Why is law 15.6 important?
Since the game has turned professional the ruck area has become a key focal point of attention for the attacking team but perhaps even more importantly so for the defending team. There are a couple of reasons why.
Firstly if a defender (our jackal) can win the ball at the breakdown they can then attack against a disorganised defence who weren’t expecting to lose the ball in contact. Secondly, because the attacking team knows that they are vulnerable if they lose the ball at the breakdown they will often deliberately infringe and give away a penalty rather than face an attacking team with turnover ball.
Even if a jackal can’t win the ball they can often slow down the attacking ball so that their defence has time to reorganise.
The key to success in rugby as an attacking team is to find space and the faster the ball can be presented for distribution after a tackle is made the higher the chances of success. Defending teams know this and the jackal has developed as the key weapon to countering this and to slow down the ruck ball.
How the law is applied?
In most professional rugby games law 15.6 either isn’t applied or if we are being generous we can say it is inconsistently applied. Whether this is because of a conscious decision by the governing bodies we don’t know but what is clear is that the ineffective refereeing of the ruck, and in particular the body position of the first jackaling defender is slowing down the ball which we know gives time for defences to reorganise.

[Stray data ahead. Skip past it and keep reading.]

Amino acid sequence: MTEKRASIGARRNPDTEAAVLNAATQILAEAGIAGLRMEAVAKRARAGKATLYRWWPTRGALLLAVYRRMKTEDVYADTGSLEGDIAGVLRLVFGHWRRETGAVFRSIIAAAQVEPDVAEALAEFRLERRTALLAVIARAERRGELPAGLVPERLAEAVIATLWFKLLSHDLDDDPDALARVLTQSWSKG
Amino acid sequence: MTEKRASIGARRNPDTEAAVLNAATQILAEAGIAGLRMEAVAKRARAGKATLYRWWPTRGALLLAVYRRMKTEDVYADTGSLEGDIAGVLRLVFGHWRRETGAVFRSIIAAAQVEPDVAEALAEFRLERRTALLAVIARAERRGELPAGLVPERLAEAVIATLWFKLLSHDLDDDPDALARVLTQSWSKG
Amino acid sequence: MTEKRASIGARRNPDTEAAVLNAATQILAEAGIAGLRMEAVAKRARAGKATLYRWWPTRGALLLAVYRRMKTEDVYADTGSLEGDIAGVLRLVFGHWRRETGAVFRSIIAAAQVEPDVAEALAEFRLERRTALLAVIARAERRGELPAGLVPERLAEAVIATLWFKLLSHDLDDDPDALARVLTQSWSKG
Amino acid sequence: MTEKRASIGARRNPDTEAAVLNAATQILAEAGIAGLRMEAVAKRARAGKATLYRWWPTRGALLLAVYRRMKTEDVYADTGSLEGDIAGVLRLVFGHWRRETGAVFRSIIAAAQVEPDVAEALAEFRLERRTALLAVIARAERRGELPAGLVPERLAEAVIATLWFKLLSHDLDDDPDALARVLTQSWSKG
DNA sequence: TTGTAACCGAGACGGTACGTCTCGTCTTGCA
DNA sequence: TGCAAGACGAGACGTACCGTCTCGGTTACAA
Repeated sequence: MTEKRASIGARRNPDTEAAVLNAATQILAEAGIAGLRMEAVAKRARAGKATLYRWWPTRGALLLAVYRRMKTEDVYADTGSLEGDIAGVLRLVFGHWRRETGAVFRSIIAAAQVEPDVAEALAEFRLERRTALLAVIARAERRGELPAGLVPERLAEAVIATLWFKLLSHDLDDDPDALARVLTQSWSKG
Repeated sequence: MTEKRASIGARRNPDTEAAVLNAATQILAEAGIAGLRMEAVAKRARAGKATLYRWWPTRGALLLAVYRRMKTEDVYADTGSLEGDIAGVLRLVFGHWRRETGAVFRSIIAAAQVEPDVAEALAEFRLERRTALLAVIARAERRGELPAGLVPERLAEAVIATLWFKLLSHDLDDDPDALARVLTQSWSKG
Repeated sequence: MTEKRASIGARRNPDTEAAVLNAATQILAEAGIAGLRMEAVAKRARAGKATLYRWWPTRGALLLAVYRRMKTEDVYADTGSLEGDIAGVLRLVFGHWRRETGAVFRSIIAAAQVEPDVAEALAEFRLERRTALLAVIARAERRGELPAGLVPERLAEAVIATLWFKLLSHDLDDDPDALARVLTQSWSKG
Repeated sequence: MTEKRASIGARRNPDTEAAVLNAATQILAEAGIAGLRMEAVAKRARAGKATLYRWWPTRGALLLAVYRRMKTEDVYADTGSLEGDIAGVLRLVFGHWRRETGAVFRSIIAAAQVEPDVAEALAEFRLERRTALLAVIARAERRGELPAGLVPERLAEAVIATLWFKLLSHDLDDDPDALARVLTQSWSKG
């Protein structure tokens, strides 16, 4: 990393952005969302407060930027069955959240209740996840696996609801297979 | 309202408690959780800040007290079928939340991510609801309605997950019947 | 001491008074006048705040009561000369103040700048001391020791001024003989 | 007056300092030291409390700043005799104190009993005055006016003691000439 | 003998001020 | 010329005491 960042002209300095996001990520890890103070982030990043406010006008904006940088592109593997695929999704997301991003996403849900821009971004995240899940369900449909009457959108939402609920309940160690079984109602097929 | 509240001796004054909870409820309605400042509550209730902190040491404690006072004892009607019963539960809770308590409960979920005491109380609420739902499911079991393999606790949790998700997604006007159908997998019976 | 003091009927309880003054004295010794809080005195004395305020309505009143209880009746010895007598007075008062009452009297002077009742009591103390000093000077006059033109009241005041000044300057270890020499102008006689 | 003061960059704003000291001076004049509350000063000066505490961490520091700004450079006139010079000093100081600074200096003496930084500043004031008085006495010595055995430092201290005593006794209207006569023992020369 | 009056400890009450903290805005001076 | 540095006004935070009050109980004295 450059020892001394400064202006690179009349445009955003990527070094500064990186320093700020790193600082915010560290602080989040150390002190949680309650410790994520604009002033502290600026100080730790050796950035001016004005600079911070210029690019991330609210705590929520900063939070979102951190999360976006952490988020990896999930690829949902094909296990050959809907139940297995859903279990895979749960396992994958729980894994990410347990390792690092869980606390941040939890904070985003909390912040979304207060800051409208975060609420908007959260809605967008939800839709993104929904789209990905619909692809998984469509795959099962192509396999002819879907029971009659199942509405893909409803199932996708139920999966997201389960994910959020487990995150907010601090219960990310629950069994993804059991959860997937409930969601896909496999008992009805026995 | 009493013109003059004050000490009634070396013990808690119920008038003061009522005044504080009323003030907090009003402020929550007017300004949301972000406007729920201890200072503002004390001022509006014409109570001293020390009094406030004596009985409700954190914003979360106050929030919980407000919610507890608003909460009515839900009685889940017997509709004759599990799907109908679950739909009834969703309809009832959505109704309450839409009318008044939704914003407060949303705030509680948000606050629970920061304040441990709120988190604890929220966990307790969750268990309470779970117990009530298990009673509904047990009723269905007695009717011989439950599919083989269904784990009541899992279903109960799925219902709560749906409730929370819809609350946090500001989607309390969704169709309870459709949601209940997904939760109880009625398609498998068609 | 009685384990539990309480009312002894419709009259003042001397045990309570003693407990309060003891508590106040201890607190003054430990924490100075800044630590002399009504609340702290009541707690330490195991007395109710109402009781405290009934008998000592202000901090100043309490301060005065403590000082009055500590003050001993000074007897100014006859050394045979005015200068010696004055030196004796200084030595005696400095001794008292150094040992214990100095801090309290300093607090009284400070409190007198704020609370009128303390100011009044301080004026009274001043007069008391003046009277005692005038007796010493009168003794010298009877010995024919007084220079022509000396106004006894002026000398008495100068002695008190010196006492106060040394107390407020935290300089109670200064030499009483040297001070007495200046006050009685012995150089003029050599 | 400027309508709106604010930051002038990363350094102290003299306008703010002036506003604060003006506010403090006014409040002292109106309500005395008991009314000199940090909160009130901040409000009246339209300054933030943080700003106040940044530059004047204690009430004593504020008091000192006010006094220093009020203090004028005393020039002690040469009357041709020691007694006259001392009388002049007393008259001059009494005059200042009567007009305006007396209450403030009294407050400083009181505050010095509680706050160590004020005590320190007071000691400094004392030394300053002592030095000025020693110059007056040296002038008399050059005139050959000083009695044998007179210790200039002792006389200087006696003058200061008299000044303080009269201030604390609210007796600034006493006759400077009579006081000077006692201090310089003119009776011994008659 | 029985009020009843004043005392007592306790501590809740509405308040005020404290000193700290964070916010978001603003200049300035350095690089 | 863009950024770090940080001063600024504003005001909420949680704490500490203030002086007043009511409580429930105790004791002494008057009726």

When you watch your next professional rugby game follow the first defender who attacks the ruck. In the majority of cases the jackal will spider over the ball on to his hands and then attempt to attack the ball as he comes back up to a standing position. It is almost a given that this jackal will be resting his knees on the tackled player on the floor and if you are really lucky you may even see the defender fall on to one or both elbows before coming back up towards the ball.
These actions are all contrary to law 15.6 and should be penalised by a penalty kick.
Actually don’t take my word for it, let’s look at a real example from perhaps one of the greatest exponents of the illegal jackal playing today. Peter O’Mahony plays for Munster and Ireland and in this screen shot taken from the 2014 Ireland v Wales 6 Nations game a tackle has been made and O’Mahony is the jackal over the ball.
Notice his right elbow is on the turf and his right hand and lower arm is also in contact with the grass. Is he supporting his body weight? No, he is clearly in contravention of the law but the referee in this case gave a penalty against Wales for holding on at the ruck.
How do we get out of this mess?
We need to speed up the game and provide attacking teams with cleaner and faster ball. A quick and easy way to do this is by ensuring referees consistently and rigidly apply law 15.6 and require the defenders to support their own body weight at the breakdown.
The law is clearly written – we now need referees to apply it.